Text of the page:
What is Unissued Stock

Unissued stock is a class of company shares that have not yet been offered for sale on the market. They are typically not relevant to current stockholders in the sense that shares that have not been issued do not have voting rights or pay dividends. However, they are relevant in that they present the possibility for a dilution in the value of existing shareholders ownership (and share value) should the company choose to issue additional shares of stock in the future.

BREAKING DOWN Unissued Stock

Uninsured shares might or might not be classified as treasury stock. Although not necessarily reflected on the balance sheets, most companies typically carry a large amount of unissued stock. That is because their corporate charters often allow for the issuance of a large number of stock shares to provide maximum flexibility in the event further stock sales are needed in the future. For example, a company might disclose in the notes complying its financial statements that it has authorization to issue 10,000,000 shares, but only a fraction that amount might be both issued and outstanding.

Unissued Stock and Treasury Shares

Treasury stock is stock that has already been issued and sold but has then been subsequently bought back by the company. Treasury shares are included under shareholder’s equity on a company’s balance sheet. However, some companies choose to classify repurchased shares as unissued stock. For example, a 2014 10K filed with the Securities and Exchange Commission (SEC) by Family Dollar Stores states: “Shares purchased under the share repurchase authorizations are generally held in treasury or are canceled and returned to the status of authorized but unissued shares.”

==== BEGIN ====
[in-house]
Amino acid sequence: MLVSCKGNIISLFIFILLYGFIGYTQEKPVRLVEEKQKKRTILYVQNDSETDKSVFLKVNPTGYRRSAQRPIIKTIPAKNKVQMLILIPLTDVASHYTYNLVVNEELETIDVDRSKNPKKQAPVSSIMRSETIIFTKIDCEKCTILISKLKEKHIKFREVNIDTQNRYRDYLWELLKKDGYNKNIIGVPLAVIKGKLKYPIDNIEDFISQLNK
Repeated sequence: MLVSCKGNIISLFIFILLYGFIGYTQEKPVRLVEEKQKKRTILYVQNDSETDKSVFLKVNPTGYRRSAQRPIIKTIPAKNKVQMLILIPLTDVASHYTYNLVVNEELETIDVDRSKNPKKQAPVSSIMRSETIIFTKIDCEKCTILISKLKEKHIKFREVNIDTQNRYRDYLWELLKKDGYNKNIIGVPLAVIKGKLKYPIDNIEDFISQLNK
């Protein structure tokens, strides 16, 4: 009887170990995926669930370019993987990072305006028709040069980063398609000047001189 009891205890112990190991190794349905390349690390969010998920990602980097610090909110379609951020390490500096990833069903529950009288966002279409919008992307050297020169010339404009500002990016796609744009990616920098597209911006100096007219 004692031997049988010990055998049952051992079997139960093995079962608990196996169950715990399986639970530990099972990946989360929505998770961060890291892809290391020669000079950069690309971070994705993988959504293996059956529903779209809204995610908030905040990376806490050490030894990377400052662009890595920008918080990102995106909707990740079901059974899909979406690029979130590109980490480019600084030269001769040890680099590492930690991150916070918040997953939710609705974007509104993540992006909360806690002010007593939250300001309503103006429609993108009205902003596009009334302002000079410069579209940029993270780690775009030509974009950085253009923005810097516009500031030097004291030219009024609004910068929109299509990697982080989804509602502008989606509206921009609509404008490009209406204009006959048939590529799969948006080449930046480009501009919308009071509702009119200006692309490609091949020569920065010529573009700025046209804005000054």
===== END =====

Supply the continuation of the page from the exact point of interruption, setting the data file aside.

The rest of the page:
The number of unissued stock shares can be calculated by obtaining the total number of shares authorized for issuance and subtracting it from the total amount of shares outstanding, plus treasury stock shares.

Analysts and investors pay close attention to management’s plans for issuance of previously unissued stock for clues to potential events or developments such as reverse stock splits, options issuance, funding plans that call for issuance of shares, which could be dilutive to their earnings per share. Though they represent a potential source of ownership and earnings dilution for investors, unissued shares are not included in fully diluted earnings per share calculations. But earnings per share calculations do take into account the potential for convertible securities to be converted into equity as well as stock options granted but not yet exercised.